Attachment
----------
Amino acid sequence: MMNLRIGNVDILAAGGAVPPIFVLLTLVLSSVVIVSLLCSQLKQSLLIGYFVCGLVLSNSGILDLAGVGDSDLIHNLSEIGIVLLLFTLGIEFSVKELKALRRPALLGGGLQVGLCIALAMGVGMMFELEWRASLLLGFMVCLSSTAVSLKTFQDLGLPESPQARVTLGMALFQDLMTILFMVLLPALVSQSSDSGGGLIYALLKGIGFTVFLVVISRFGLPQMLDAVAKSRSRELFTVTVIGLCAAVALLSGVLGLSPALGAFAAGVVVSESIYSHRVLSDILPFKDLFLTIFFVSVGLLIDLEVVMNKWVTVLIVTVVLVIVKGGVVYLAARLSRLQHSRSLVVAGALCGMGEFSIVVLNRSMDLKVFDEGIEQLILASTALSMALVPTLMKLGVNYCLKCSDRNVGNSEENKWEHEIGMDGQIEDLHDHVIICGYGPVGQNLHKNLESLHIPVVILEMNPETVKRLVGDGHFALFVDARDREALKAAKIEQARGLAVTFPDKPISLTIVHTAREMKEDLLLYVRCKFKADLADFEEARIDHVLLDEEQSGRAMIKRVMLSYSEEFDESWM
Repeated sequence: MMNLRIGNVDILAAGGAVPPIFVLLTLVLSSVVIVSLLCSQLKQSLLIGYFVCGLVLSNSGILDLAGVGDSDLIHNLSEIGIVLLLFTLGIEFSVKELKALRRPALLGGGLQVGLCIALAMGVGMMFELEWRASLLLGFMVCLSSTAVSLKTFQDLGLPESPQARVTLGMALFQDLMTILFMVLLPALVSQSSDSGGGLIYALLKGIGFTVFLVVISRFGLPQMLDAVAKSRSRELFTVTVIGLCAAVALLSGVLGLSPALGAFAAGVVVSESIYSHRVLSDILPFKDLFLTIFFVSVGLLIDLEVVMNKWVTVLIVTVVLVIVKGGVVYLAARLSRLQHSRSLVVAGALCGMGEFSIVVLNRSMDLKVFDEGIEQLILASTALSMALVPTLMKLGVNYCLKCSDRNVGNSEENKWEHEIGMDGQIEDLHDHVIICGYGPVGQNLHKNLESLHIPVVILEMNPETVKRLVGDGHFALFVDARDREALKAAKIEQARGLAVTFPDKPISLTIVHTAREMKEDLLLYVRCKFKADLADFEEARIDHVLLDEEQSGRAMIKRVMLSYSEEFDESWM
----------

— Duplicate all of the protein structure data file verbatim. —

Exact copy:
Amino acid sequence: MMNLRIGNVDILAAGGAVPPIFVLLTLVLSSVVIVSLLCSQLKQSLLIGYFVCGLVLSNSGILDLAGVGDSDLIHNLSEIGIVLLLFTLGIEFSVKELKALRRPALLGGGLQVGLCIALAMGVGMMFELEWRASLLLGFMVCLSSTAVSLKTFQDLGLPESPQARVTLGMALFQDLMTILFMVLLPALVSQSSDSGGGLIYALLKGIGFTVFLVVISRFGLPQMLDAVAKSRSRELFTVTVIGLCAAVALLSGVLGLSPALGAFAAGVVVSESIYSHRVLSDILPFKDLFLTIFFVSVGLLIDLEVVMNKWVTVLIVTVVLVIVKGGVVYLAARLSRLQHSRSLVVAGALCGMGEFSIVVLNRSMDLKVFDEGIEQLILASTALSMALVPTLMKLGVNYCLKCSDRNVGNSEENKWEHEIGMDGQIEDLHDHVIICGYGPVGQNLHKNLESLHIPVVILEMNPETVKRLVGDGHFALFVDARDREALKAAKIEQARGLAVTFPDKPISLTIVHTAREMKEDLLLYVRCKFKADLADFEEARIDHVLLDEEQSGRAMIKRVMLSYSEEFDESWM
Repeated sequence: MMNLRIGNVDILAAGGAVPPIFVLLTLVLSSVVIVSLLCSQLKQSLLIGYFVCGLVLSNSGILDLAGVGDSDLIHNLSEIGIVLLLFTLGIEFSVKELKALRRPALLGGGLQVGLCIALAMGVGMMFELEWRASLLLGFMVCLSSTAVSLKTFQDLGLPESPQARVTLGMALFQDLMTILFMVLLPALVSQSSDSGGGLIYALLKGIGFTVFLVVISRFGLPQMLDAVAKSRSRELFTVTVIGLCAAVALLSGVLGLSPALGAFAAGVVVSESIYSHRVLSDILPFKDLFLTIFFVSVGLLIDLEVVMNKWVTVLIVTVVLVIVKGGVVYLAARLSRLQHSRSLVVAGALCGMGEFSIVVLNRSMDLKVFDEGIEQLILASTALSMALVPTLMKLGVNYCLKCSDRNVGNSEENKWEHEIGMDGQIEDLHDHVIICGYGPVGQNLHKNLESLHIPVVILEMNPETVKRLVGDGHFALFVDARDREALKAAKIEQARGLAVTFPDKPISLTIVHTAREMKEDLLLYVRCKFKADLADFEEARIDHVLLDEEQSGRAMIKRVMLSYSEEFDESWM